Determining the right price for your products can be confusing and if done incorrectly can lead to low sales. There are plenty of pricing strategies floating around. Today, I’m going to walk you through comparison pricing and how this strategy can guide your pricing.
Comparison pricing is used by contrasting the price of one product or service with another. The products or services are usually similar, and the higher-priced item is likely only marginally better than the lower priced item.
Comparison pricing in action
A study published in the Wall Street Journal reviewed how this strategy worked for Williams-Sonoma. Williams-Sonoma had a $275 bread maker for sale, but it wasn’t flying off the shelves.
Then, they introduced a similar bread maker for $429, which only had a slight improvement over the lower-priced bread maker. They placed the two bread makers next to each other in a print ad and the sales for the $275 bread maker almost doubled. Consumers felt like they were getting a deal because they were getting a similar product but keeping $154 in their pocket.
Comparison pricing can also help drive sales of higher priced items.
You’ve likely seen this in action the last time you ordered wine at a nice restaurant and wondered who is spending $250 for a bottle of wine, and the answer is likely not a lot of people. But that big price tag does a few things to your subconscious faster than you realize, it sets the tone that you are in a place that serves quality wine. It tells you that the people who run the place probably know their wine if they are confident enough to stock such a pricey bottle. And it tells you that the other wines on the list are a great deal in comparison. So instead of taking the default house wine, you are far more likely to purchase a mid-range wine, ie. the ones the restaurant is actually hoping you will buy.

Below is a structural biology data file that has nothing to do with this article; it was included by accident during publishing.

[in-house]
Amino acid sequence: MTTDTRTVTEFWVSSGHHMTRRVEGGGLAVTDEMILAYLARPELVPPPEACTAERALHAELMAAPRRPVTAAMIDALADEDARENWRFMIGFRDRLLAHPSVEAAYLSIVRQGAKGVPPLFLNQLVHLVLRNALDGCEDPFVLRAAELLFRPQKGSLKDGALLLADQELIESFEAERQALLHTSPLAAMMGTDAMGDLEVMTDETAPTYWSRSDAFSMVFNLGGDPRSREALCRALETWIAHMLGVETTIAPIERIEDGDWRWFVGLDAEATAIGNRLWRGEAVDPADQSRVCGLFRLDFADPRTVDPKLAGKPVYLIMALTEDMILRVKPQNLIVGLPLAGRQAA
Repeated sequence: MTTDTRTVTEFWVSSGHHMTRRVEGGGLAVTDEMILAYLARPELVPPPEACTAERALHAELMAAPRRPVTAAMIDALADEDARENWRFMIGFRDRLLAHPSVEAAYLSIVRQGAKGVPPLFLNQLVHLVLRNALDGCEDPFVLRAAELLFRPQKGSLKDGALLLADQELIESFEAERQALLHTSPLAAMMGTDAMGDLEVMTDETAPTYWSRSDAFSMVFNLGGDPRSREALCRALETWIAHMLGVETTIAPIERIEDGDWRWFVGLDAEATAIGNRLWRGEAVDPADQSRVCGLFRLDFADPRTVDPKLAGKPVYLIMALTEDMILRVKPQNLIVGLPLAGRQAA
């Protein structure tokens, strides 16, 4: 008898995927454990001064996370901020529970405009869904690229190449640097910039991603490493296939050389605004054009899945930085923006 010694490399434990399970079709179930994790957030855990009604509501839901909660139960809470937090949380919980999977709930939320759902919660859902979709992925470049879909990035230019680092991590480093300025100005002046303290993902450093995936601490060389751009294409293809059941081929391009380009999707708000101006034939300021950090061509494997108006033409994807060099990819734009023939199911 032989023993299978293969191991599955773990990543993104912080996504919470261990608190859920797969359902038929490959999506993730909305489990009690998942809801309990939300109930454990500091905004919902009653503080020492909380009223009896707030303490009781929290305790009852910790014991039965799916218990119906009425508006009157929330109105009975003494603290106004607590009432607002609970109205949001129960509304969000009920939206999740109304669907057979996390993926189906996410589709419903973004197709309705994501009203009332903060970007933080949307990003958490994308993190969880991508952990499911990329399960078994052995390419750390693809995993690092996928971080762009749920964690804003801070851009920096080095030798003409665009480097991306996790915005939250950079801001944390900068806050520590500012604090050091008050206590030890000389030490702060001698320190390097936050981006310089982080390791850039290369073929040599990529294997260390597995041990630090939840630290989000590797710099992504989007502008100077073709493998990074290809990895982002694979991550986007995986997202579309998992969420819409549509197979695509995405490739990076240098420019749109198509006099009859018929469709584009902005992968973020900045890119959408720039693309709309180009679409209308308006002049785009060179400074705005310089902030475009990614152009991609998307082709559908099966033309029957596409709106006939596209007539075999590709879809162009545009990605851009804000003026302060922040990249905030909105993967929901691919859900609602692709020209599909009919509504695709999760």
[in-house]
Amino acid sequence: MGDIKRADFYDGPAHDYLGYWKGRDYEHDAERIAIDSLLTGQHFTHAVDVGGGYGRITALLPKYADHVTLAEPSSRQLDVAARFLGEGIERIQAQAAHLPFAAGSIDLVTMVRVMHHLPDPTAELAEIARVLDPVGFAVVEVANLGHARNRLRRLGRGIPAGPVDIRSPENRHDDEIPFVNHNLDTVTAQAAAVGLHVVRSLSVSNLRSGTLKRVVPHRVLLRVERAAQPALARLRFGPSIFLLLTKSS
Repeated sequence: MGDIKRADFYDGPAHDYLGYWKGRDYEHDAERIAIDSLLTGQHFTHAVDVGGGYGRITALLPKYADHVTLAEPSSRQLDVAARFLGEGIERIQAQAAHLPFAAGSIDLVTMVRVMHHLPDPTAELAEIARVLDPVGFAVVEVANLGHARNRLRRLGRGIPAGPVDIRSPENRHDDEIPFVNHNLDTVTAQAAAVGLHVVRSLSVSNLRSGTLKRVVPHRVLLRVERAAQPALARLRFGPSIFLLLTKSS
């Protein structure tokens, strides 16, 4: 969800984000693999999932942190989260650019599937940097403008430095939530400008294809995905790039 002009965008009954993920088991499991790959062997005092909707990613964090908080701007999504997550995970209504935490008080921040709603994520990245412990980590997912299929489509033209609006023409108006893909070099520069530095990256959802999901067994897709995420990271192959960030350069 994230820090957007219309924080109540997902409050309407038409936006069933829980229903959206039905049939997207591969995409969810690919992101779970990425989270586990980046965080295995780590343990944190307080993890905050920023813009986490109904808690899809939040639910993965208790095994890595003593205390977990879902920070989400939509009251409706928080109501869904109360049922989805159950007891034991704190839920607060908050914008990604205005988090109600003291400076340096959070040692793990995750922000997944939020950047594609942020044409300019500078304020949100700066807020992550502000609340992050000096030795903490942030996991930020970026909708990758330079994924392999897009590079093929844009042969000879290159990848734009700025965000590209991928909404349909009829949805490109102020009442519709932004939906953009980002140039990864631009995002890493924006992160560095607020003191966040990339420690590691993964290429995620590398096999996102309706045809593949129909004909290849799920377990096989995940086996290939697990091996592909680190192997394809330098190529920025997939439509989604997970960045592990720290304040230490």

Why does it work
Comparison pricing is the result of a cognitive bias called anchoring. This bias impacts the customer because they rely heavily on an initial piece of information offered (the anchor) when making decisions.
The idea is that customers perceive pricing relatively. A product is perceived as cheap or expensive in contrast to a price point of another item whose price they knew about first.
Where to start
If you plan on using comparison pricing in your shop, start small and test a couple of products to see how well they sell.
If you have a product that’s not selling as well as anticipated, place it next to a similar item that is much more expensive. This strategy can be applied in your physical store, in your online store, or in advertising.
For example, if you have a phone for sale at $1000, place it next to a similar phone that’s only slightly better and price it at $2500. Your customers will think they’re getting a deal with a $1000 phone.
After a couple of weeks, check-in and compare your sales. Have they improved? Stayed the same? Or have they declined? If needed, tweak your price comparisons until you find what works for you. You’ll become a pro in no time.
As a result of the cognitive bias anchoring, comparison pricing can be a powerful tool. In order to implement comparison pricing correctly, you need to think strategically about what price you want your anchor to be. That number will guide the customers shopping. Start small, track your sales, tweak as necessary, and your products will be flying off the shelves.